County Superior Court
Plaintiff: Pamela E. Chin, Esq.
Defendant: Timothy G. Healy, Esq.
this Court for decision is Robert Furlong's (Petitioner)
application for postconviction relief (Application).
Petitioner asserts that he is entitled to postconviction
relief for the following reasons: (1) his plea of nolo
contendere was not knowing and voluntary; (2) his
attorney rendered constitutionally ineffective assistance of
counsel; (3) the community supervision statute violates the
separation of powers; (4) the community supervision statute
violates due process; and (5) the community supervision
statute violates the Double Jeopardy Clause. Jurisdiction is
pursuant to G.L. 1956 § 10-9.1-1.
2011, a 12-year-old girl disclosed that her father, the
Petitioner, had sexually assaulted her on numerous occasions.
Viol. Tr. 10:16-31:3. Following further police investigation,
Petitioner was charged with two counts of second degree child
molestation in violation of G.L. 1956 §§ 11-37-8.3
and 11-37-8.4. Viol. Tr. 31:9-47:25.
February 11, 2014, Petitioner's case proceeded to trial
before this Court. A jury was empaneled. On the morning of
February 12, 2014, the State of Rhode Island (State) and
Petitioner entered into plea negotiations. The Petitioner
eventually agreed to enter a plea of nolo contendere
to two counts of second degree child molestation. The
Petitioner was sentenced to twenty years at the Adult
Correctional Institutions, fifteen years to serve, the
balance suspended with probation.
Court conducted a plea hearing during which Petitioner
confirmed that he had discussed the plea form with his
attorney and understood its terms. Plea Tr. 2:3-3:13. During
the plea colloquy, Petitioner affirmed that he understood the
charges against him and further understood that he was
waiving various constitutional rights. Plea Tr. 5:8-9:19. The
plea colloquy then proceeded as follows:
"THE COURT: . . .Now, sir, with respect to
K2-2012-0l6lA, have any promises been made to you by your
attorney, the police, counsel for the State or this Court
other than the fact that if I accept your plea of nolo
contendere or guilty, I have agreed to sentence you as
follows: as to Counts I and II, second-degree child
molestation, 20 years Adult Correctional Institution, 15
years to serve, five suspended with probation, retroactive to
June 30th, 2011, sex offender registration as required by
law, both counts concurrent with each other, concurrent with
the sentence presently being served and concurrent with
K2-2011-0853A? Specific conditions of this plea is that you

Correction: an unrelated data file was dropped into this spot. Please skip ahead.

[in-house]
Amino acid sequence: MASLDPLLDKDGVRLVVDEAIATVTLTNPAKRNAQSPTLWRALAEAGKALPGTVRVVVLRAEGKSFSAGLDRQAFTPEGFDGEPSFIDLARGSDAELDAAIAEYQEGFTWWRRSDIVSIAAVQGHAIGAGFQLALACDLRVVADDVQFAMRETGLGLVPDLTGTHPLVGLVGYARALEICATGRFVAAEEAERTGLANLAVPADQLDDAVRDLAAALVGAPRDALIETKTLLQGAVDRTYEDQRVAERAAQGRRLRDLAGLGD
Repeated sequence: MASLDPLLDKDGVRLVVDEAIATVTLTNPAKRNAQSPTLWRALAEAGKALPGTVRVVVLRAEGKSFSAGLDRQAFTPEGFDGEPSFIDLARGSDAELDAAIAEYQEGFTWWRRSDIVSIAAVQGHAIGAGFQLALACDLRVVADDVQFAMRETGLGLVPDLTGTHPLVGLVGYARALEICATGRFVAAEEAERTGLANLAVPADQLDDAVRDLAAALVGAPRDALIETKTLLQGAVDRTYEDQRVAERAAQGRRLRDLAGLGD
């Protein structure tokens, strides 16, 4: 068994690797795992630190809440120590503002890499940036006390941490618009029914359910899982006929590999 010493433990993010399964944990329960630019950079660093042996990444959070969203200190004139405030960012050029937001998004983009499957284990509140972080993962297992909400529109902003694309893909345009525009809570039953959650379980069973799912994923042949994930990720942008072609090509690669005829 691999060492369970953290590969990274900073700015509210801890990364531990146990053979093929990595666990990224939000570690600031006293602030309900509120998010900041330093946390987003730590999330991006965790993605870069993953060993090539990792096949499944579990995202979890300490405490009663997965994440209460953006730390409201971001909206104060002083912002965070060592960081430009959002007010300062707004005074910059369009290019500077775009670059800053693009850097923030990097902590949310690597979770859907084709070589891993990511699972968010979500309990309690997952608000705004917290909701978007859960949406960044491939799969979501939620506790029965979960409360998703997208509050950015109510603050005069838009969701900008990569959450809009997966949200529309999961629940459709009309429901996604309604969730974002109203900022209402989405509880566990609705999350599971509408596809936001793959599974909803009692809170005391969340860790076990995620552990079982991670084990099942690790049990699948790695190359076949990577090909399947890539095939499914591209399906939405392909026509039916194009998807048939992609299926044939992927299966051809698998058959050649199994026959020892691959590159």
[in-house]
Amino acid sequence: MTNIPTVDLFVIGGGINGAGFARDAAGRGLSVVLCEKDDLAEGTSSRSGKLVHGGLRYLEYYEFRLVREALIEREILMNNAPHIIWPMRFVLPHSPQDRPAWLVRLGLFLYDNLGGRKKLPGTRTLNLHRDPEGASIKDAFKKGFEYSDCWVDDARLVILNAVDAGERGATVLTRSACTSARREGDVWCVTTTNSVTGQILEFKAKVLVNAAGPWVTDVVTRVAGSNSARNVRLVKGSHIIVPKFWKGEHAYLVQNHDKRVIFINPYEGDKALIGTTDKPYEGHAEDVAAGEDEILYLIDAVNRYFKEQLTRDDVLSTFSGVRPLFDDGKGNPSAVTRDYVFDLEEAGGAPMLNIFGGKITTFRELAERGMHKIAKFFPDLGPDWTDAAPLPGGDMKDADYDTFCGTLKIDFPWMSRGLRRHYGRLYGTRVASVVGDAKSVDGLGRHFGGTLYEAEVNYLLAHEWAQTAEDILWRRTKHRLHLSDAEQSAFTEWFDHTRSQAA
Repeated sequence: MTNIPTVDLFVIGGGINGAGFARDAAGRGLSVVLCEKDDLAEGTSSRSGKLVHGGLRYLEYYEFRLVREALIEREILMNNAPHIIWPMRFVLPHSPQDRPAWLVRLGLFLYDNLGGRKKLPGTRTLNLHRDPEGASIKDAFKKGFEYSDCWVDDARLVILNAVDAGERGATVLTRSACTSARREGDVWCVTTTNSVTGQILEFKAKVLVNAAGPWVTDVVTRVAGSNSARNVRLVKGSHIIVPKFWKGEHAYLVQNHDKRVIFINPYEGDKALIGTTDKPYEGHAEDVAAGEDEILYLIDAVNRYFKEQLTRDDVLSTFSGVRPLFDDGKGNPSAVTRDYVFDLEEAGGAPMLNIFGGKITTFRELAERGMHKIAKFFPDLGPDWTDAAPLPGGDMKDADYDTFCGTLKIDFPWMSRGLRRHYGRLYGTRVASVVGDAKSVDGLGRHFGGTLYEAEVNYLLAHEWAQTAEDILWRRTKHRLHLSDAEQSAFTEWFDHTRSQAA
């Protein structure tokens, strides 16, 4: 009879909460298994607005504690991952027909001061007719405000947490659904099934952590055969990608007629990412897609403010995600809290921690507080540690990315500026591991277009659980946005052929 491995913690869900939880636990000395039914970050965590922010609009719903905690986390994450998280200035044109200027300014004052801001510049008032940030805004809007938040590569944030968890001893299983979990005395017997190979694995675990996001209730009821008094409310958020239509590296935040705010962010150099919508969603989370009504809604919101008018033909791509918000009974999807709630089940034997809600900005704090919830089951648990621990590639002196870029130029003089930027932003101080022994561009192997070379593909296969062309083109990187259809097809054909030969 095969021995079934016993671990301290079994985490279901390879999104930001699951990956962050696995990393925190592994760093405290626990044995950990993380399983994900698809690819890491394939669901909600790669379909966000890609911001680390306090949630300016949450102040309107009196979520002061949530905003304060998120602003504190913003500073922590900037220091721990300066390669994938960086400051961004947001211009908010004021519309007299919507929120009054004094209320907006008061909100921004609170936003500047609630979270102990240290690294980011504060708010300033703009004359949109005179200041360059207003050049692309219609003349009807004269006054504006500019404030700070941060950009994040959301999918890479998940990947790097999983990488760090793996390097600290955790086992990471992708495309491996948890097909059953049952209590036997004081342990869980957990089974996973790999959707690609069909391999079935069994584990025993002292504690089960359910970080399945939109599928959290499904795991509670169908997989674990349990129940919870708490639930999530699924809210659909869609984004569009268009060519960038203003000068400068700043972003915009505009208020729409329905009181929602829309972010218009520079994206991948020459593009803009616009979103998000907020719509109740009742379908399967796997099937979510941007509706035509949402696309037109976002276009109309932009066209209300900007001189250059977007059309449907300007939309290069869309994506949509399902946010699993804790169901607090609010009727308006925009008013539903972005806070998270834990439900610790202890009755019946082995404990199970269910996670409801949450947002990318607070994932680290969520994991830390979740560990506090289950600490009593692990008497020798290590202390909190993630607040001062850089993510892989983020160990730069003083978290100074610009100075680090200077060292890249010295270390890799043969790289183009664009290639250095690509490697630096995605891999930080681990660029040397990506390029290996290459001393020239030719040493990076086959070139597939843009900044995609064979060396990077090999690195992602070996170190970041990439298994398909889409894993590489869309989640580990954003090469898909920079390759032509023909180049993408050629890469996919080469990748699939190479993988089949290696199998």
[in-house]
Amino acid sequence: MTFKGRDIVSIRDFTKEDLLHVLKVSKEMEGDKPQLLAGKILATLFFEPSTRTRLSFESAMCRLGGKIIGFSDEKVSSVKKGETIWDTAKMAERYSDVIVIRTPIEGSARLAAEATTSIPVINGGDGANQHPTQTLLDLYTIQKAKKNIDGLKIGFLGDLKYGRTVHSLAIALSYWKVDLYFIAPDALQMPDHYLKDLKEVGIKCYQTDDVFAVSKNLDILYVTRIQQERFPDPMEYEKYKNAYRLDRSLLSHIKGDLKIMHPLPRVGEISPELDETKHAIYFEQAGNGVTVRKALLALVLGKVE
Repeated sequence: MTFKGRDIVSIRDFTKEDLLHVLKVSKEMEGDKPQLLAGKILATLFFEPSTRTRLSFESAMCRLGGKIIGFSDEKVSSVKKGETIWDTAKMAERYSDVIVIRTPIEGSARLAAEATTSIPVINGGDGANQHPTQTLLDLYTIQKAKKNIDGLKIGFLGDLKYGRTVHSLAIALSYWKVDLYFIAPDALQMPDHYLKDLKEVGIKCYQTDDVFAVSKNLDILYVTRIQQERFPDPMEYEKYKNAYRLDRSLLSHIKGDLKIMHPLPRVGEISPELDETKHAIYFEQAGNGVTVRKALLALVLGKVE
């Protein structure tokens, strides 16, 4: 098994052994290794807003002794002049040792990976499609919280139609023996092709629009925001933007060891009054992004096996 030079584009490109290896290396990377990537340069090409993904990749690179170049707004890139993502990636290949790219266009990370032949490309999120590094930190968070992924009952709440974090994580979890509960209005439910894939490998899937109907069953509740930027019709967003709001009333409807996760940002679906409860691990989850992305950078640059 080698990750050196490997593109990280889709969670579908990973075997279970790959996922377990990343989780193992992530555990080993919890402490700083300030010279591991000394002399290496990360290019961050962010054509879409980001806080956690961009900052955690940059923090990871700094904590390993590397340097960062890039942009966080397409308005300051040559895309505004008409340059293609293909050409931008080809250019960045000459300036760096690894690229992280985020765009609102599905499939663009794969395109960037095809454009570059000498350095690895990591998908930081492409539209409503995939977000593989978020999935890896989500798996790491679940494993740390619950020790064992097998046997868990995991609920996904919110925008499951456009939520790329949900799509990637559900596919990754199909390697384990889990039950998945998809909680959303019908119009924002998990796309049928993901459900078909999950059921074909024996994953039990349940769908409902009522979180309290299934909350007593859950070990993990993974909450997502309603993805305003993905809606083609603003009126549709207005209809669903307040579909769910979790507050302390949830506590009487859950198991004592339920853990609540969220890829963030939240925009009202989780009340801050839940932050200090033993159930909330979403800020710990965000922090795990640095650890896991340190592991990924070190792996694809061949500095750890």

shall engage in and participate in sex offender and substance
abuse counseling. Sir, is that your understanding?
"THE DEFENDANT: Yes.
"THE COURT: Is that what you want to do today?
"THE DEFENDANT: Absolutely.
"THE COURT: There is also a no contact order with [the
"THE DEFENDANT: Yes." Plea Tr. 16:3-24.
Court then accepted Petitioner's plea of nolo
contendere to two counts of second degree child
molestation. Plea Tr. 17:8-12. Petitioner was sentenced to
serve the accepted term with both counts to be served
concurrently. Plea Tr. 19:5-13. The Court also ordered
Petitioner to participate in sex offender counseling and
substance abuse counseling, and to have no contact with his
daughter, the victim. Plea Tr. 19:14-17.
2016, as Petitioner was nearing eligibility for parole, a
Parole Administrator presented Petitioner with a document
entitled "Notice and Terms of Community
Supervision" and requested the Petitioner sign it. The
document provided that the Parole Board of the State of Rhode
Island (Parole Board), acting in its capacity as the
community supervision board, "hereby imposes upon the
aforesaid offender the following the [sic] terms and
conditions to commence upon his/her completion of any prison
sentence, suspended sentence, and/or probationary term
imposed as a result of his/her conviction." Id.
Next, the document stated that for persons convicted of
second degree child molestation "the term of the
original sentence and the term of community supervision shall
not exceed thirty (30) years." Id. The document
then listed nine terms and conditions that Petitioner would
be required to comply with as part of his community
supervision. Id. Petitioner refused to sign the
document asserting that according to the document, he would
be subjected to community supervision for up to thirty
years-ten years more than the original sentence imposed by
March 20, 2018, Petitioner filed the instant Application
challenging the imposition of community supervision on five
grounds. Petitioner asserts that he is entitled to
postconviction relief for the following reasons: (1) he
received ineffective assistance of counsel as his counsel did